The architectural styles also give you the feeling that the country made that “first great leap forward” in their first five year plan after 1945. From then on all construction followed that pattern and you see government buildings that have that 1930’s to ’50’s look even when they were built in the late ’80’s. Monuments and statutes built during the communist period tend to be huge, with lot of angles, or depicting some armed struggle. (A bridge in Kustendil has a massive naked woman on each corner; 3 are armed with swords somewhat in the style of our Miss Liberty, the 4th is gripping a machine gun.) The private homes are generally not different today from what was built 100 years ago. Almost no change at all in design and very little in construction technique. There are 26 pine tree logs in the roof of all homes that are built; therefore the exterior dimensions are always the same. The interior may be divided up into different room configurations but the dimensions of the box is always the same. Here in Zlatograd there is an interesting tradition concerning the finishing of the roof. Once the log rafters have been placed and before the tile roofing is put in place a pine log cross is affixed to the chimney. The home owner then puts a collection of plants (each type of plant bringing some kind of good fortune) on the very top of the cross as a bouquet. Friends are invited over for a party; they bring with them lengths of cloth, towels, shirts, undergarments etc. which are placed on the cross member of the cross. These fabric gifts will be given to the workers that are building the roof but the colors bring particular good fortunes to the home owner and his family. This decorated cross will remain in place until the tiles have been installed.

A few words about hospitality and the rude character of the Bulgarian people. The Bulgarian host will force food and drink upon you with as much intensity as any American grandma that I have ever met. However, there seems to be a difference that I couldn’t quite identify until recently. That difference revolves around a theory that I have been developing to explain much of Bulgarian behavior. My theory is that the basic Bulgarian character is based upon pretending. They have lived for so long in a society that required that you pretend that it has become a basic part of their character. This goes back before Communism in their history but I think it explains why they were the solidest supporters of Communism and the Soviet Union. Therefore, you can go to a Bulgarian home and be treated with the utmost in hospitality but the next day be treated rudely in a post office line by that same host. This is not a civil society! We in America may murder each other at a rather high rate compared to the rest of the world and Bulgaria. But, our relationships with each other on a day to day basis is far more civil than here. If a Bulgarian knows that I am an American they treat me with the utmost politeness and respect but if they think I am just some other Bulgarian I get the normal treatment – that is I am treated rudely. There is no concept of standing in line to wait for a bus or for any other service. To look at the group of people outside a bread store, or waiting for a bus, you would think they have come together as a lynch mob. There is pushing and shoving and the most illogical of all is the desire to crowd onto the bus before those getting off have finished doing so. You have seen pictures of the “pushers” that are employed by the Japanese subway system to cram people onto the subways there? Well here it is much the same with buses and trolleys but absent the “pushers”. Bulgarians would find the very concept of a movie line stretching around the block to be ludicrous; they would all pack themselves into a mass pressing against the entrance and then spill into the theater upon the doors opening. To press in front of someone at the post office window or a shop counter is done as a matter of course.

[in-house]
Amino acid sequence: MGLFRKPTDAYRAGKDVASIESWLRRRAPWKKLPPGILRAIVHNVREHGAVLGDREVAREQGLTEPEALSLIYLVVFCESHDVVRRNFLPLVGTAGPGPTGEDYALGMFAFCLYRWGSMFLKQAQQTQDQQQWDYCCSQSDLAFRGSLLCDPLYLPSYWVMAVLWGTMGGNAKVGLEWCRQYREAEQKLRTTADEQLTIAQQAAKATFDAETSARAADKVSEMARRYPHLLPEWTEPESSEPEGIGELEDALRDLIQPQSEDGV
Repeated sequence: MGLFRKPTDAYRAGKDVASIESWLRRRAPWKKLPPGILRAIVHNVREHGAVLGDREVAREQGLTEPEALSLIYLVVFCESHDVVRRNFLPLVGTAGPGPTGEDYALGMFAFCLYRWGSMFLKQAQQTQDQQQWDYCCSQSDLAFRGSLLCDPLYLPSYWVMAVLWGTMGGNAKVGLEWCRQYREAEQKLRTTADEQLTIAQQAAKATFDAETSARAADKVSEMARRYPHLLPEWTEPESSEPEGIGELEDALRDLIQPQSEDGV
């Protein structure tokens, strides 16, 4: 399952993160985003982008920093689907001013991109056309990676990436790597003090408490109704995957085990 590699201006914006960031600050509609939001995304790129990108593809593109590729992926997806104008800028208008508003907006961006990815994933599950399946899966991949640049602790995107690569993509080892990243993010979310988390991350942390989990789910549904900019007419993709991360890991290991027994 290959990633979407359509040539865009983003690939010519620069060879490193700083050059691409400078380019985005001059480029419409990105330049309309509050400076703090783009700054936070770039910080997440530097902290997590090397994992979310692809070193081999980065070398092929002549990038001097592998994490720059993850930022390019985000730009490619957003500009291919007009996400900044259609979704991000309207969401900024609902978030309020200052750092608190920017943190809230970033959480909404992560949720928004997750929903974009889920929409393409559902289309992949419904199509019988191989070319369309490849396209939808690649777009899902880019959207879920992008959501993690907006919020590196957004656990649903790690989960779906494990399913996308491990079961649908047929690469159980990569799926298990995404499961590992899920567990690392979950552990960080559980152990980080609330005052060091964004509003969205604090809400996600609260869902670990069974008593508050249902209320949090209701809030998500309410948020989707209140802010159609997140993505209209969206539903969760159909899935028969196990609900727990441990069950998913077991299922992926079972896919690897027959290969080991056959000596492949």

A brief note on the butchering of a hog by my neighbor during the Holiday Season. Some day between Christmas and New Years (I forget the date) an upstairs neighbor and one downstairs went it together and bought a pig. I saw the butchering process from my balcony; watching it off and on for the 2-3 hours that it took. First the pig was brought to the back area of my apartment block and placed on the ground on what looked like an old door. The upstairs neighbor then took a blow torch (the kind that you see in the cartoons with the big nozzle for the flame) and singed the hair of the pig and scrapped it off with a butcher knife. After the hair was all removed he gutted the animal and the downstairs co-butcher washed the intestines for sausage casings and all the other organs with a garden hose and pails of water. They then halved the hog, divided up the internal organs as agreed upon and carried it to their respective apartments. I was able to have some of it with my upstairs neighbor on Saturday the 25th of January; it was quite good! However, the adage is “Any one interested in laws or sausages should never watch either being made.”

Again I’m in a country facing a domino theory. The first time I helped in an election that put a dictator into power for over 30 years – the Dominican Republic. Then I was involved in the first military defeat of the US since we became an independent country – and all of Viet Nam became a Communist nation. Now I am helping (?) Bulgaria, a former Communist country, become a democratic capitalistic country – what might their chances be?